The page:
Teacher Leadership Through Collaborative Inquiry and Influence
In my 1st year of teaching, I was placed in a 5th grade sheltered English immersion classroom. Knowing the importance of oral language production for English Learners, I made sure my students got ample opportunities to turn and talk. My students were turning and talking all day long, engaging in mini-conversations that would last anywhere from 30 seconds to 10 minutes, depending on the content and purpose. In this first year, I used this “best practice” strategy to anchor lessons across disciplines without really examining if students were benefiting from it.
At a certain point during my 2nd year in the classroom, I happened to overhear a conversation between two students during turn and talk that sounded completely off task and irrelevant. I, of course, intervened and got the students to go back to the topic and exchange a sentence apiece, but somewhere in the back of my mind a question began nudging at me. I found myself wondering why in the world we were turning and talking all day long when the truth was I had no idea what most of my students were even talking about and I had not developed explicit goals for this talk. This broad question, “What happens when my students turn and talk to one another?” would impact my practice in ways far deeper than just teaching students to engage in academic discourse.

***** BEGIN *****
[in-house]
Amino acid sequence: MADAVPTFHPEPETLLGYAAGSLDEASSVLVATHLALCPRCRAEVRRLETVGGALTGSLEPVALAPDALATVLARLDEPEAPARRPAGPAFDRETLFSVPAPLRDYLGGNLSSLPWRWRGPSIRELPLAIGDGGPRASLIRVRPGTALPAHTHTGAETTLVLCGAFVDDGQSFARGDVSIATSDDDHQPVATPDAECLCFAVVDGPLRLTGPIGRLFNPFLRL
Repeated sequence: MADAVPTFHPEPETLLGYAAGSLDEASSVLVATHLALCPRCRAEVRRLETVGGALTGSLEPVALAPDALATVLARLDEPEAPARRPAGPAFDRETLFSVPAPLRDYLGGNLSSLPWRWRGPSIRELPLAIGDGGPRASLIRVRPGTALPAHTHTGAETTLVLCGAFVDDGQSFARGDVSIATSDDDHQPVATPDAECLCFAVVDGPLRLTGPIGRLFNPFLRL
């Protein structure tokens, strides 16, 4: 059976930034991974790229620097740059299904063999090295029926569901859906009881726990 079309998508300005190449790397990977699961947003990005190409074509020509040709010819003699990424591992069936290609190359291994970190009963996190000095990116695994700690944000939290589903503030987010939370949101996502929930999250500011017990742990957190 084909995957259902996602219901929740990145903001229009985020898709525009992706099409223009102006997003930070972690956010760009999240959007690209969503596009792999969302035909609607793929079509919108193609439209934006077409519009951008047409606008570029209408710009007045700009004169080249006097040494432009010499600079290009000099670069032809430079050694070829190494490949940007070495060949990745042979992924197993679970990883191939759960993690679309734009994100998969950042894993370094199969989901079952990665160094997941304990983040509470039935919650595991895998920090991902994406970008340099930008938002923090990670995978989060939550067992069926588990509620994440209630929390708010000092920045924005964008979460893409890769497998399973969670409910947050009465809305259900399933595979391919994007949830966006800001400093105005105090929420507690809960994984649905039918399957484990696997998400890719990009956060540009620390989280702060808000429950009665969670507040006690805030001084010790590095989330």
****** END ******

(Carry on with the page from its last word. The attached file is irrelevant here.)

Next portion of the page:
Using the Mills Teacher Scholars inquiry group to find the answer to this question helped me to develop my professional voice and to begin to clarify my stance as a teacher. I began to understand that the relationship between what I think I’m teaching and what my students are actually learning is quite nuanced. Closely monitoring student responses to specific lessons through collecting multiple forms of student learning data, including audio of the turn and talk conversations, helped me to clarify the reasons for my instructional decisions and to see my students in new ways. The increase in instructional confidence I gained through engaging in monthly collaborative inquiry sessions with my colleagues began to carry over into other professional spaces. In search of the answers to questions of practice, I became a teacher leader.
Professional Development Is Not All the Same: Professional Learning that Fosters Teacher Leadership
Let me be the first to admit that I was somewhat addicted to professional development. I participated in numerous district initiatives in literacy, science, math and social studies. In those sessions, I began to deepen my understanding of the content that I was teaching. In retrospect, however, I can see how it was the conditions created by the Mills Teacher Scholars inquiry process that facilitated the development of my professional voice and my leadership. This data-driven, collaborative, inquiry space was unique to all of my other professional experiences. Inherent in the Mills Teacher Scholars approach to collaborative inquiry are some key elements that foster developing leaders.